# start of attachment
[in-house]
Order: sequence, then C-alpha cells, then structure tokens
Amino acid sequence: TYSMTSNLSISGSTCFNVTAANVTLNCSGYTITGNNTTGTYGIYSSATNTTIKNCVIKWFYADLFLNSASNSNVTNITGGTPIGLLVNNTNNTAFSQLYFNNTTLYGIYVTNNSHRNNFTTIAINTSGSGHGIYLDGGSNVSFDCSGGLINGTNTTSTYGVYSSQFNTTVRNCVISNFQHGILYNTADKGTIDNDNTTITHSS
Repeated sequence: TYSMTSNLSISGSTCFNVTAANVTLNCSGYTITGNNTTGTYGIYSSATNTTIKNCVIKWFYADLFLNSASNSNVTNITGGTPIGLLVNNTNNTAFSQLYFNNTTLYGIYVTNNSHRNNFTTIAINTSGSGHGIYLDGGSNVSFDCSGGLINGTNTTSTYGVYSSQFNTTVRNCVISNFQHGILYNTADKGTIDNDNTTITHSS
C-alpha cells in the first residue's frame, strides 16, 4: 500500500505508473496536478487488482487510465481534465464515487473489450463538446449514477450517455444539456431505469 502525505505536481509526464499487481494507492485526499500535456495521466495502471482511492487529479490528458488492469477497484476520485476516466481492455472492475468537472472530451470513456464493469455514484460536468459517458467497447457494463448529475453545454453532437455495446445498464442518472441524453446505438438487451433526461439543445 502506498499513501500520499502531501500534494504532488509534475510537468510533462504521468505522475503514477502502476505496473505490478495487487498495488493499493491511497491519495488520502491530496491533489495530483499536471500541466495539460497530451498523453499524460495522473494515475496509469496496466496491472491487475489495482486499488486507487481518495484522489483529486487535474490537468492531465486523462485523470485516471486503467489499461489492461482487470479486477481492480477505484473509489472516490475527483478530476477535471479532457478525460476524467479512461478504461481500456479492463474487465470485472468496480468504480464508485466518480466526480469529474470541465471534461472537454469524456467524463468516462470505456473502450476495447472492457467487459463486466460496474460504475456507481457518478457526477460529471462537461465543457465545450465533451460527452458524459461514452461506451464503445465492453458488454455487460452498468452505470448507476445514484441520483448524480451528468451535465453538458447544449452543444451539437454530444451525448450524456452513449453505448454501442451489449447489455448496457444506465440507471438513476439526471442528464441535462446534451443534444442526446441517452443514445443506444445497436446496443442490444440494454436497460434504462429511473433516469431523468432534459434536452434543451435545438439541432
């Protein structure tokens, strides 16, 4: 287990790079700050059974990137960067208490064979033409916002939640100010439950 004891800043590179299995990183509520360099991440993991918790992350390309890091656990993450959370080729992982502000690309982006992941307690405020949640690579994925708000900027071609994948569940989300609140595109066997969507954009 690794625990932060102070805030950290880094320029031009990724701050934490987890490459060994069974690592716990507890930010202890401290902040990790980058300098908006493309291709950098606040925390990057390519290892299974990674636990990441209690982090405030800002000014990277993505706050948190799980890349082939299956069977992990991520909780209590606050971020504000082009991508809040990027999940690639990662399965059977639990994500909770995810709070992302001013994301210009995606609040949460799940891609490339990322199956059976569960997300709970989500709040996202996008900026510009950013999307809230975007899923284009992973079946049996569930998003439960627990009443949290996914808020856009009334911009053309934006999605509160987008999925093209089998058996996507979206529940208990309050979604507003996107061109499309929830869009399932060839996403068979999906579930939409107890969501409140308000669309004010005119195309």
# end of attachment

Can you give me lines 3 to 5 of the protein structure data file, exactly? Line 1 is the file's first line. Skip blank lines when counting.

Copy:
Amino acid sequence: TYSMTSNLSISGSTCFNVTAANVTLNCSGYTITGNNTTGTYGIYSSATNTTIKNCVIKWFYADLFLNSASNSNVTNITGGTPIGLLVNNTNNTAFSQLYFNNTTLYGIYVTNNSHRNNFTTIAINTSGSGHGIYLDGGSNVSFDCSGGLINGTNTTSTYGVYSSQFNTTVRNCVISNFQHGILYNTADKGTIDNDNTTITHSS
Repeated sequence: TYSMTSNLSISGSTCFNVTAANVTLNCSGYTITGNNTTGTYGIYSSATNTTIKNCVIKWFYADLFLNSASNSNVTNITGGTPIGLLVNNTNNTAFSQLYFNNTTLYGIYVTNNSHRNNFTTIAINTSGSGHGIYLDGGSNVSFDCSGGLINGTNTTSTYGVYSSQFNTTVRNCVISNFQHGILYNTADKGTIDNDNTTITHSS
C-alpha cells in the first residue's frame, strides 16, 4: 500500500505508473496536478487488482487510465481534465464515487473489450463538446449514477450517455444539456431505469 502525505505536481509526464499487481494507492485526499500535456495521466495502471482511492487529479490528458488492469477497484476520485476516466481492455472492475468537472472530451470513456464493469455514484460536468459517458467497447457494463448529475453545454453532437455495446445498464442518472441524453446505438438487451433526461439543445 502506498499513501500520499502531501500534494504532488509534475510537468510533462504521468505522475503514477502502476505496473505490478495487487498495488493499493491511497491519495488520502491530496491533489495530483499536471500541466495539460497530451498523453499524460495522473494515475496509469496496466496491472491487475489495482486499488486507487481518495484522489483529486487535474490537468492531465486523462485523470485516471486503467489499461489492461482487470479486477481492480477505484473509489472516490475527483478530476477535471479532457478525460476524467479512461478504461481500456479492463474487465470485472468496480468504480464508485466518480466526480469529474470541465471534461472537454469524456467524463468516462470505456473502450476495447472492457467487459463486466460496474460504475456507481457518478457526477460529471462537461465543457465545450465533451460527452458524459461514452461506451464503445465492453458488454455487460452498468452505470448507476445514484441520483448524480451528468451535465453538458447544449452543444451539437454530444451525448450524456452513449453505448454501442451489449447489455448496457444506465440507471438513476439526471442528464441535462446534451443534444442526446441517452443514445443506444445497436446496443442490444440494454436497460434504462429511473433516469431523468432534459434536452434543451435545438439541432